make decisions. A personal
relationship with someone
from your past can be rein-
stated if you make the first
move. ***


CELEBRITY CIPHER


by Luis Campos
Celebrity Cipher cryptograms are created from quotations by famous people, past and present.
Each letter in the cipher stands for another.
Today's clue: S equals F
" OF PLL V B FEZ HNWZWHOLZ
KJOWHO BFE HWJJFO GOFFV OF
SKDONB WHOG. KO XWPLG KO
LWGKLZ OF GOFFV O-NL JLAO


0 KX L. "


PREVIOUS SOLUTION: "Canada is hockey." Mike Weir "Canada is the
homeland of equality, justice and tolerance." Kim Campbell
(c) 2011 by NEA, Inc. 5-24


FOR BETTER OR WORSE


NOW, HOLD ON TO YOUR HOT
SAUCE AS OUR GIDOY CELEBS
) START GRABBING FOR GARNISHED
GOURMET GLORY! IT'S "EATING


-'' - ,
\" v ..'l


\ WELL, THAT SHOW SURE LOOKS )
'LIKE IT'S RIGHT UP JOUR ALLEY!
'-' WOW! YEAH, 5ABV PILE
'tURE ON THE MAYO!!
NOT SCORES? q,
K 10IqI'NG.'! ANO 10!


fi00

^^'^-.^


- PWONWZKJL NLVMEZJ


Page Editor: Emogene Graham, 754-0415


CLASSIC PEANUTS









Classified Department: 755-5440


IBWlY


SE~iLL.."I


F Tlll


LAKE CITY REPORTER CLASSIFIED TUESDAY, MAY 24, 2011

Lake City Reporter




CLASSIFIED


---- ADvantage


Take ADvantage of the
Reporter Classifieds!

755-5440


-esal M .erchanise]


One Item per ad 1
4 lines 6 days additional
Rate applies to private individuals selling
personal merchandise totalling $100 or less.
S Eachl Item must Include a price.
This a norefundab r i



One Item per ad $ 7
4 lines 6 days line d1dtinal
Rate applies to private Individuals selling
personal merchandise totalling $e 0 or less.
Each Item must Include a price.
This s a non-refundable rate.



| One Item per ad .
eradda Each additional
ines 6 line $1.15
Rate applies to private Individuals selling
Each item must include a price.
This s a nonrefundable rate.











One Item per ad $304
4 lines 6 daysEah additional
Rate applies to private Individuals selling
persona merchandise totalling $2,500 or less.


Each item m include a price.



This Is a nonrefundable rate.






SOne temnperad Eachadditional
4 lines 6 days line 0$1.5
Rate aapplies to private Individuals selling
a personal merchandise totalling S4,000 or less.



E ach Item must Include a price.
S slnrefunablrate.









f^J- HfR


1nM-


4 iles$ 7 50
3 days 17
ancldles 2 Signs chta uaditlorl ine;1


Limited to service type advertis-
ing only.
4 lines, one month....s92.00
$10.80 each additional line
Includes an additional $2.00 per
ad for each Wednesday, insertion.



You can call us at 755-5440,
Monday through Friday from 8:00
a.m. to 5:00 p.m.
Some people prefer to place their
classified ads in person, and some
ad categories will require prepay-
ment. Our office is located at 180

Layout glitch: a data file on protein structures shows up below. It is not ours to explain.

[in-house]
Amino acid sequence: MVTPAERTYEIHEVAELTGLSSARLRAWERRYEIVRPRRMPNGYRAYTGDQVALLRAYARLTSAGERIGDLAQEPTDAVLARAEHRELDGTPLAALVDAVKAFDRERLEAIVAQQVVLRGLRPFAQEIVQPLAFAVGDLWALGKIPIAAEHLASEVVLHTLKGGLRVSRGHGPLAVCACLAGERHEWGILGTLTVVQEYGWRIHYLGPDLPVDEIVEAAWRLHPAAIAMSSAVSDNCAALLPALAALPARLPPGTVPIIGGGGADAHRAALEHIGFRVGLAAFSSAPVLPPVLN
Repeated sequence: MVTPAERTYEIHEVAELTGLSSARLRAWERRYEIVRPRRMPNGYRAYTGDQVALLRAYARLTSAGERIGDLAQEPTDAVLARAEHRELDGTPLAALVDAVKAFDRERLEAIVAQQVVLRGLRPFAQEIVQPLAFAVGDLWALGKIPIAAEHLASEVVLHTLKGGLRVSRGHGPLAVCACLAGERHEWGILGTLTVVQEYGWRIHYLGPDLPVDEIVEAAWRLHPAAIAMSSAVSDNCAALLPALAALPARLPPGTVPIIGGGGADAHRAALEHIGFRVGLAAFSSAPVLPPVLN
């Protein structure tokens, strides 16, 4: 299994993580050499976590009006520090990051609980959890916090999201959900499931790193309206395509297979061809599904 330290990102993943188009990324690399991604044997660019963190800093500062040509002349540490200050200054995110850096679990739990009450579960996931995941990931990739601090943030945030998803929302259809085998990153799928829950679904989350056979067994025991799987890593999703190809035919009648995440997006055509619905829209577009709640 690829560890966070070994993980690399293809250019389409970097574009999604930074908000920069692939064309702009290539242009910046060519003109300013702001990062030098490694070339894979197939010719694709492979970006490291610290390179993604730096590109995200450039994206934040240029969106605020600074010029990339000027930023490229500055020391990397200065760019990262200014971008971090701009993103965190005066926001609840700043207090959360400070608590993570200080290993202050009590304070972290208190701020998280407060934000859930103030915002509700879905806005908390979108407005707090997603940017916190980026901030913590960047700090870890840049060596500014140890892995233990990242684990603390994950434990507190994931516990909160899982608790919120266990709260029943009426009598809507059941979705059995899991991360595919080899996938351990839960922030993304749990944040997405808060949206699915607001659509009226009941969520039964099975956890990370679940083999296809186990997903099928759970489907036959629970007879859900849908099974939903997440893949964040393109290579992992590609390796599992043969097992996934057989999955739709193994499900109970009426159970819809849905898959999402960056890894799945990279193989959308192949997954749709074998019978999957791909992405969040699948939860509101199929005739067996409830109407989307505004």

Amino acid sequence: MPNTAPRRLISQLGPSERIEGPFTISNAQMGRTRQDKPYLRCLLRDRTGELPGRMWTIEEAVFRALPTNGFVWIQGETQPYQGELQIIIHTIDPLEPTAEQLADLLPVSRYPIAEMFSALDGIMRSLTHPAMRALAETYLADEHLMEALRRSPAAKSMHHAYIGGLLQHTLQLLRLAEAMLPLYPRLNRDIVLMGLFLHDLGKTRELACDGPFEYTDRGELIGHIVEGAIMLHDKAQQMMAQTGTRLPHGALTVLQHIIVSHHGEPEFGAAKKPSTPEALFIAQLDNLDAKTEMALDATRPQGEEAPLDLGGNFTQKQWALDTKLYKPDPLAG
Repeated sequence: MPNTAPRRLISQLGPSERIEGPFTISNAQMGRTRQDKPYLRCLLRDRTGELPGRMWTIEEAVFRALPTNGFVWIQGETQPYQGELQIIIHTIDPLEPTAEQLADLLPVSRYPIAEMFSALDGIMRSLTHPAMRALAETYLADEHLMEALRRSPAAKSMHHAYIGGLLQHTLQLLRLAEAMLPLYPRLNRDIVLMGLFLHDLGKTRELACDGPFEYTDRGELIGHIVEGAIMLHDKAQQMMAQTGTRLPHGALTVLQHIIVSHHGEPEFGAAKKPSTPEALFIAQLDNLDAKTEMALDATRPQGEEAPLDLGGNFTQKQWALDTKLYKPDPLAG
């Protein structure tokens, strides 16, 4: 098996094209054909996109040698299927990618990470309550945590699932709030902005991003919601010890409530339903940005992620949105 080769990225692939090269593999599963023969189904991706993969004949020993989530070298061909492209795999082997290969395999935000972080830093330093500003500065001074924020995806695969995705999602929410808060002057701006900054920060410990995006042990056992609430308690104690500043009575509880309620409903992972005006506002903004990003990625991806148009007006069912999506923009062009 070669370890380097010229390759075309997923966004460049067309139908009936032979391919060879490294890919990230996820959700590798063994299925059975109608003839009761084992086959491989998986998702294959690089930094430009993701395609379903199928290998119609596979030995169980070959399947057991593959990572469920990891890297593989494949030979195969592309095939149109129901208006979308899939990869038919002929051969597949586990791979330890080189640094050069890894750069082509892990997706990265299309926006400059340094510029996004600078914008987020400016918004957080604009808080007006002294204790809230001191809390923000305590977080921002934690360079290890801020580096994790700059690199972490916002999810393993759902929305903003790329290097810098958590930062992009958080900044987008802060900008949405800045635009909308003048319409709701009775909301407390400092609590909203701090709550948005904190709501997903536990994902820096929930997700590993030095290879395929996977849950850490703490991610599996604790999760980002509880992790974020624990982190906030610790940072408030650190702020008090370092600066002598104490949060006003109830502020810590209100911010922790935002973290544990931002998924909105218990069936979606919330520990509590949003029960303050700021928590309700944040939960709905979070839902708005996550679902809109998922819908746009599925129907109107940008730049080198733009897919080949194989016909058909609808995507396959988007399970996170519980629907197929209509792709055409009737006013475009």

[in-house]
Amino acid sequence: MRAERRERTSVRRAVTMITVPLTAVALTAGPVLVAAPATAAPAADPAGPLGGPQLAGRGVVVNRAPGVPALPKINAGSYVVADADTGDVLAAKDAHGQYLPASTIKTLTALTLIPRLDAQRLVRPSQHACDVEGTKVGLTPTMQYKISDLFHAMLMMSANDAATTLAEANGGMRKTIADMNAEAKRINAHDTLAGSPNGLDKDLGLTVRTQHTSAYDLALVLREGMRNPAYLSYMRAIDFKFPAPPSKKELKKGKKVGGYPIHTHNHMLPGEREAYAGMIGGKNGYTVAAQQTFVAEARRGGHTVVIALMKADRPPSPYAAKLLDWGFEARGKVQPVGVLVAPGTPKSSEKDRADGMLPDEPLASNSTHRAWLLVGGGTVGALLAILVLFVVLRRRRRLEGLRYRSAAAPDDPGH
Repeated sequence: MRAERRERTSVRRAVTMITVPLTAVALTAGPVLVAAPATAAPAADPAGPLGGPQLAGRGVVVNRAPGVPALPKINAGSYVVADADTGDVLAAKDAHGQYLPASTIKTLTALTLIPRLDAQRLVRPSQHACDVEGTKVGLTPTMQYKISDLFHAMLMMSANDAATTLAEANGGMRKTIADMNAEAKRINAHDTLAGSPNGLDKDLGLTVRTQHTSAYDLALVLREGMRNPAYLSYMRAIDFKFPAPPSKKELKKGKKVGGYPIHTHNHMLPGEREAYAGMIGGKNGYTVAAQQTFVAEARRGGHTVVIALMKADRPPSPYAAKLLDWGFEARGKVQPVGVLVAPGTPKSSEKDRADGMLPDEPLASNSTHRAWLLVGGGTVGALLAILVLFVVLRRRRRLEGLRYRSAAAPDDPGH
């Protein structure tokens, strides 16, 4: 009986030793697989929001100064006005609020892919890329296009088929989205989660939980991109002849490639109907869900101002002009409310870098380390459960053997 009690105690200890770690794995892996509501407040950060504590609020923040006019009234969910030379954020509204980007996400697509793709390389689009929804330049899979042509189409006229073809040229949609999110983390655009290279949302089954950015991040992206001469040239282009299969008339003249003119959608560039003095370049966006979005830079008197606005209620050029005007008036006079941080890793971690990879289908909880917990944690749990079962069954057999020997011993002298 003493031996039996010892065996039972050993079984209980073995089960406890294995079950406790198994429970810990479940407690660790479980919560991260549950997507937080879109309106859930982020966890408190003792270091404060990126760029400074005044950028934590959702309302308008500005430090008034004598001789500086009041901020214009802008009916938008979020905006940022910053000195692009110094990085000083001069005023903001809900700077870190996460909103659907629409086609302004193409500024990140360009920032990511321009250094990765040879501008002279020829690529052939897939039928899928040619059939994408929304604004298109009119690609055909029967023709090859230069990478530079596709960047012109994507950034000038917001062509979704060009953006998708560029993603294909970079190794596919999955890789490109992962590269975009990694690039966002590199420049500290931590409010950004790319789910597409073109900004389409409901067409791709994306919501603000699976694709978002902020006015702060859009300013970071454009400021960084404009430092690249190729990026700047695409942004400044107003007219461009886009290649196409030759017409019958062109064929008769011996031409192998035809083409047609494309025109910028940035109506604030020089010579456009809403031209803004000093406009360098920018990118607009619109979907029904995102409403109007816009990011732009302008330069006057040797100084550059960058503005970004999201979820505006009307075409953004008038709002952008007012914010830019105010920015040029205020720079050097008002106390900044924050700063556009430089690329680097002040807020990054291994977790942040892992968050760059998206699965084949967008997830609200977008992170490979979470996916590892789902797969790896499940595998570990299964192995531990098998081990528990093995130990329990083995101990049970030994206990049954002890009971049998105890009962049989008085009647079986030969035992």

East Duval Street.
You can also fax or email your ad
copy to the Reporter.
FAX: 386-752-9400 Please
direct your copy to the Classified
Department.
*EMAIL: classifieds@lakecityre-
porter.com


CEO,


Ad is to Appear:
Tuesday
Wednesday.
Thursday
Friday
Saturday
Sunday


Call by:
Mon., 10:00 a.m.
Mon., 10:00 a.m.
Wed., 10:00 a.m.
Thurs., 10:00 a.m.
Fri., 10:00 a.m.
Fri., 10:00a.m.


Fax/Email by:
Mon., 9:00a.m.
Man., 9:00 a.m.
Wed., 9:00 a.m.
Thurs., 9:00 a.m.
Fri., 9:00 a.m.
Fri., 9:00a.m.


These deadlines are subject to change without notice




Ad Errors- Please read your ad
on the first day of publication.
We accept responsibility for only
the first incorrect insertion, and
only the charge for the ad space
in error. Please call 755-5440
immediately for prompt correc-
tion and billing adjustments.
Cancellations- Normal advertising
deadlines apply for cancellation.
Billing Inquiries- Call 755-5440.
Should further information be
required regarding payments or
credit limits, your call will be trans-
ferred to the accounting depart-
ment.


Advertising copy is subject to
approval by the Publisher who
reserves the right to edit, reject,
or classify all advertisements under
appropriate headings. Copy should
be checked for errors by the
advertiser on the first day of pub-
lication. Credit for published errors
will be allowed for the first insertion
for that portion of the advertisement
which was, incorrect. Further, the
Publisher shall not be liable for any
omission of advertisements ordered
to be published, nor for any general,
special or consequential damages.
Advertising language must comply
with Federal, State or local laws
regarding the prohibition of discrimi-
nation in employment, housing and
public accommodations. Standard
abbreviations are acceptable; how-
ever, the first word of each ad may
not be abbreviated.

In Print and Online
www.lalieeityreporter.com


Legal


IN THE CIRCUIT COURT FOR PUBLIC NO
COLUMBIA COUNTY, FLORIDA TION TO BID
FILENO. 11-111-CP ITB-022-2011
PROBATE DIVISION: Sealed bids v
IN RE: ESTATE OF City of Lake
DAVID WAYNE CAUDILL Marion Aven
Deceased 32055 until T
NOTICE TO CREDITORS at 11:00 A.l
The administration of the estate of opened and re
DAVID WAYNE CAUDILL, de- in the City C
ceased, whose date of death was ed on the 2nd
February 4, 2011 is pending in the N Marion Av
Circuit Court for Columbia County, da.
Florida, Probate Division, file num- TREE TRIM]
ber 11-111-CP; the address of which ALANNUAL
is Columbia County Courthouse, 173 Documents rm
NE Hemando Ave, Lake City, Flori- City